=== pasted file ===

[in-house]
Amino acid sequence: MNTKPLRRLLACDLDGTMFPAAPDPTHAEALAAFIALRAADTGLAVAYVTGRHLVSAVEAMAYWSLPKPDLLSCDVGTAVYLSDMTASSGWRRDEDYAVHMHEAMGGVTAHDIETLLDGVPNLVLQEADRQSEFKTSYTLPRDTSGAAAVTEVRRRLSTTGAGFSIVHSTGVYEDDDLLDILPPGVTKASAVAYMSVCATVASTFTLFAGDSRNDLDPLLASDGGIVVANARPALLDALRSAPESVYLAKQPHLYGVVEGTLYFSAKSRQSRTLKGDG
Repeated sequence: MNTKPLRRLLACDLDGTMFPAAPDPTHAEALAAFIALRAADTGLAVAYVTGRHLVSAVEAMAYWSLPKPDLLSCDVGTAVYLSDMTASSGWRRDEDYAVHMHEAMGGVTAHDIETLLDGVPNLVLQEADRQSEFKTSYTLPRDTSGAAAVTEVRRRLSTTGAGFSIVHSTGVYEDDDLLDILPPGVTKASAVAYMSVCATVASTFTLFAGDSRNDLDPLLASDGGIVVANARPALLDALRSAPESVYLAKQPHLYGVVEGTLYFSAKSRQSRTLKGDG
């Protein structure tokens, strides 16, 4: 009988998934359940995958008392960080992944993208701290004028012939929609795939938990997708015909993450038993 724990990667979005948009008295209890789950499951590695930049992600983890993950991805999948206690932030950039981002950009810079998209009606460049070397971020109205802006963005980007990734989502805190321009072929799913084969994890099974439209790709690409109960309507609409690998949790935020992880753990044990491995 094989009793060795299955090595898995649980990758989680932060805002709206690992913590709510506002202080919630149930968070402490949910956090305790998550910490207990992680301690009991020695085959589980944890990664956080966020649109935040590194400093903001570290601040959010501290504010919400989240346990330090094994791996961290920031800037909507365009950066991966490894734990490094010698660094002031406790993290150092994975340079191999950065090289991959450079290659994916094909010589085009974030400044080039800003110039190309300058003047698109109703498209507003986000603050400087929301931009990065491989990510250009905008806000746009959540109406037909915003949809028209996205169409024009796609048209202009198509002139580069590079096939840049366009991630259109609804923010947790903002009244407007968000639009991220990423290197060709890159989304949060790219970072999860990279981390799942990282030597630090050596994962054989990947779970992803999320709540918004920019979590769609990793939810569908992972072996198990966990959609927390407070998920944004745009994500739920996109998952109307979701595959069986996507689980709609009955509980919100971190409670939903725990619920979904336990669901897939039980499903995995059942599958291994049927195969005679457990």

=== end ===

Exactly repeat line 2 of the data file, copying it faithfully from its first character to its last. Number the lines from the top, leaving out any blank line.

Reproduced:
Amino acid sequence: MNTKPLRRLLACDLDGTMFPAAPDPTHAEALAAFIALRAADTGLAVAYVTGRHLVSAVEAMAYWSLPKPDLLSCDVGTAVYLSDMTASSGWRRDEDYAVHMHEAMGGVTAHDIETLLDGVPNLVLQEADRQSEFKTSYTLPRDTSGAAAVTEVRRRLSTTGAGFSIVHSTGVYEDDDLLDILPPGVTKASAVAYMSVCATVASTFTLFAGDSRNDLDPLLASDGGIVVANARPALLDALRSAPESVYLAKQPHLYGVVEGTLYFSAKSRQSRTLKGDG